Jamie HeadshotJamie Kinlochan says the scandal engulfing the SNP speaks to a far more fundamental problem – for the SNP, managing perception has got in the way of managing the country.

 

And so, the Michelle Thomson story rumbles on. I won’t claim to know the ins and outs of how mortgages and home buying works. Another five years under the Tories means I’m highly unlikely to ever own a house.

But I know that:

  • Person A buys house for a cut price from cancer patient who is desperate to sell and move next to family
  • Person A sells the house for £30K more than they bought it to Person B (their business partner)
  • Person B is given almost all of that extra £30K they paid back in cash
  • Person B becomes an elected member and is made spokesperson for Business

sounds a bit off. I’ve watched a lot of Location, Location, Location and Homes Under the Hammer and there has never been a transaction like that. If that cancer patient was my gran, I’d want that £30K to be put towards her quality of life, not the bottom line of a business account.

Just five months after the general election, having campaigned with the support of the First Minster, Michelle Thomson is now a former SNP MP. We now know that her relationship with the pro-independence group Business For Scotland was fraught with tension. To prevent disagreement spilling over into the papers during the referendum, roles were changed but job titles were kept.

Michelle Thomson’s situation speaks to a bigger picture. And at the heart of it is a question that I think the SNP, after eight years in government, is now struggling to answer. “At what point are you worrying more about perception than you are about doing the right thing?”

Every political party is the sum of its parts. Its members and leaders set the tone and the work.

At what point, after eight years of freezing Council Tax, do you change an unfair system that freezes the tax that people living in mansions pay just as it does people living in a high rise?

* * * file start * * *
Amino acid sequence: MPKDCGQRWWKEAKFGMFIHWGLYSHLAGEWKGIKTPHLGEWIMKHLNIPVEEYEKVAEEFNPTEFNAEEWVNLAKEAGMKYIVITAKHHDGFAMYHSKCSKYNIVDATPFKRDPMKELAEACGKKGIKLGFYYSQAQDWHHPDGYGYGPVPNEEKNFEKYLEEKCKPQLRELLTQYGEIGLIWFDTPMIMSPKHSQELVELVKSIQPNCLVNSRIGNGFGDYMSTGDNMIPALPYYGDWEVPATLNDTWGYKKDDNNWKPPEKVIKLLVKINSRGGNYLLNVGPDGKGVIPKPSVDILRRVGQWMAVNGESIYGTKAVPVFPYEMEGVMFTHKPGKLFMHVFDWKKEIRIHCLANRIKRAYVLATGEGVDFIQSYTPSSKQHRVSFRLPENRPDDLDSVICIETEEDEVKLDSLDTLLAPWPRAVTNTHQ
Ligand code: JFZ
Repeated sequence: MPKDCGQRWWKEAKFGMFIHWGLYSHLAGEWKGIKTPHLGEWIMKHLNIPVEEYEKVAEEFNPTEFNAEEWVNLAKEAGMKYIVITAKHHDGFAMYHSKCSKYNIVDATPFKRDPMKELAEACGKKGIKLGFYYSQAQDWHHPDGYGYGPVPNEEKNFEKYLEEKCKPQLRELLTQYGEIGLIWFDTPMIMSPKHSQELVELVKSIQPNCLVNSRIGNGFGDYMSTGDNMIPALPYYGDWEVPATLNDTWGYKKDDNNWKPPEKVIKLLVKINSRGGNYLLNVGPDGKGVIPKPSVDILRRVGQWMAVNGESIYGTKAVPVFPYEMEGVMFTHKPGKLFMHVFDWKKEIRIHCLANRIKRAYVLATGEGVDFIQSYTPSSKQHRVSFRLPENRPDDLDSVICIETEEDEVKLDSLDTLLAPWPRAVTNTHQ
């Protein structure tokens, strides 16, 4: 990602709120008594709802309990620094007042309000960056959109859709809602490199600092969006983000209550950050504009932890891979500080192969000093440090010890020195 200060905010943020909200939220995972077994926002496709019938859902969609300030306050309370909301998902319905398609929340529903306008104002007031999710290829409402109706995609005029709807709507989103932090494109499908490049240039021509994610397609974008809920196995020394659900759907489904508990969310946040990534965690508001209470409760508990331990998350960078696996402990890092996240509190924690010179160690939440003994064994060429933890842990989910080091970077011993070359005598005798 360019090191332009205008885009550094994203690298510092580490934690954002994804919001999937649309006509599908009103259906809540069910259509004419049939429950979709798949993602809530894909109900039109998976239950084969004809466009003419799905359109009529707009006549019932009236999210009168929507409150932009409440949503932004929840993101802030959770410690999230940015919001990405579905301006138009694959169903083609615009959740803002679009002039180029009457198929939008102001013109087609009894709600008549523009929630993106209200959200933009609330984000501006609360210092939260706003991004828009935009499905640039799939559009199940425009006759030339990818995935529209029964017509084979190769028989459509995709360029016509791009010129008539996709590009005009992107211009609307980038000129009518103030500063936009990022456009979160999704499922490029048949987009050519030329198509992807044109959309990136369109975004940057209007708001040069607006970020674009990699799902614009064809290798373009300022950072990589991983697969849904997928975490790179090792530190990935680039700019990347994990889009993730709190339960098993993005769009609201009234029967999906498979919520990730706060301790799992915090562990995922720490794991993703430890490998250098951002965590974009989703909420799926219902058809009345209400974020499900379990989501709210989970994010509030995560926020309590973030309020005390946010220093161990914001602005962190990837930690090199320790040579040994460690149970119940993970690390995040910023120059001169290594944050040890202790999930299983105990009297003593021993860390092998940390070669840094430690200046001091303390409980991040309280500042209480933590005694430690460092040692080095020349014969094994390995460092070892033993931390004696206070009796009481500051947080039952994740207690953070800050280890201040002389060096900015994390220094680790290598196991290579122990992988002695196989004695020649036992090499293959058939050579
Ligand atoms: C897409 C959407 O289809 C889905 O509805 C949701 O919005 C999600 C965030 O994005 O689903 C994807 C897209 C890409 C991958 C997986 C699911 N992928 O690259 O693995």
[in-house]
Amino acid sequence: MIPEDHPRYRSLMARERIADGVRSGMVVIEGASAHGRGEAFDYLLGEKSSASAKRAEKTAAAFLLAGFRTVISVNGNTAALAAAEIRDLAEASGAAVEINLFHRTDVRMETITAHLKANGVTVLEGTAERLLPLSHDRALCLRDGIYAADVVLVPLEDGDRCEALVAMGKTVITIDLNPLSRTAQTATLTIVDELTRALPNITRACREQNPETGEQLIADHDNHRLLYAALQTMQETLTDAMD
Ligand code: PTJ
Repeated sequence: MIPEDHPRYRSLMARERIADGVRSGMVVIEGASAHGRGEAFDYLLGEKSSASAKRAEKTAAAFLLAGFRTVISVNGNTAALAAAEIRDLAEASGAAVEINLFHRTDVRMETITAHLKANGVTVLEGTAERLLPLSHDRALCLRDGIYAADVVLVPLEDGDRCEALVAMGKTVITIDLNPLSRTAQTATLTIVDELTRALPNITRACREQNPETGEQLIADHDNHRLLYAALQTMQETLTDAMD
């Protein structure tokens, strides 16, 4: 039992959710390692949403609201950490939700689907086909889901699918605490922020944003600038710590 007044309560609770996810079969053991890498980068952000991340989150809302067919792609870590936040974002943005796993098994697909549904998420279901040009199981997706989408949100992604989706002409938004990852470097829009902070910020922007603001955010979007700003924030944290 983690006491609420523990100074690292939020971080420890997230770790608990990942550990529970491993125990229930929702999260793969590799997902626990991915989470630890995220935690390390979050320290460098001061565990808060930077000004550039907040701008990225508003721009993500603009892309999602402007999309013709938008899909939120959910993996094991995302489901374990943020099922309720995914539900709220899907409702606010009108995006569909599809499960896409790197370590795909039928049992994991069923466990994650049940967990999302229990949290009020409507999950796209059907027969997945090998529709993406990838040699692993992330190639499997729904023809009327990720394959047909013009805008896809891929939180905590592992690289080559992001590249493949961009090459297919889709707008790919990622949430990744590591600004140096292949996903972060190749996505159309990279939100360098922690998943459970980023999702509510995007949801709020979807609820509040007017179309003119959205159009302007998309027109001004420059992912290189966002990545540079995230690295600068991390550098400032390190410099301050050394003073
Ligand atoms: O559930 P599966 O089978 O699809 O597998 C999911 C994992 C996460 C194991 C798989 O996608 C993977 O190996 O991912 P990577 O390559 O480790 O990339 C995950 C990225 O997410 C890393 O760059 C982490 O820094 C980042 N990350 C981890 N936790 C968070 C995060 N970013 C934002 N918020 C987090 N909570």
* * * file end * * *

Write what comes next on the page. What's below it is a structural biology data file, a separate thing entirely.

At what point, after mistakes were followed by people dying, do you admit that something is not right with the policy to centralise the police force?

At what point, after the price of oil plummets and people working in the industry are paid of, do you acknowledge that the financial security that is offered by being part of a union isn’t a ruse?

If you are more worried about perception than doing the right thing, you’re eventually going to make some bad calls. If you have spent the last eight years being pious about your politics, it becomes even more difficult to say “I’ve got this wrong”.

We know this from our own lives. Whether it’s your boss, your head teacher or team captain; leaders who admit that they can be wrong, are open to question and understand where you are coming from are the ones we get most from.

Leaders who tell you to get on with it, to not ask questions above your station and to just do your bit and not worry about anyone else… They’re getting as little from you as you’re getting from them. Watch any First Ministers Questions and tell me which of those is happening.

Scotland’s political focus on whether you are for or against independence has now gone on too long. Families can’t afford another five years of government managing perception. Because as the Michelle Thomson story shows us – managing perception is getting in the way of managing the country.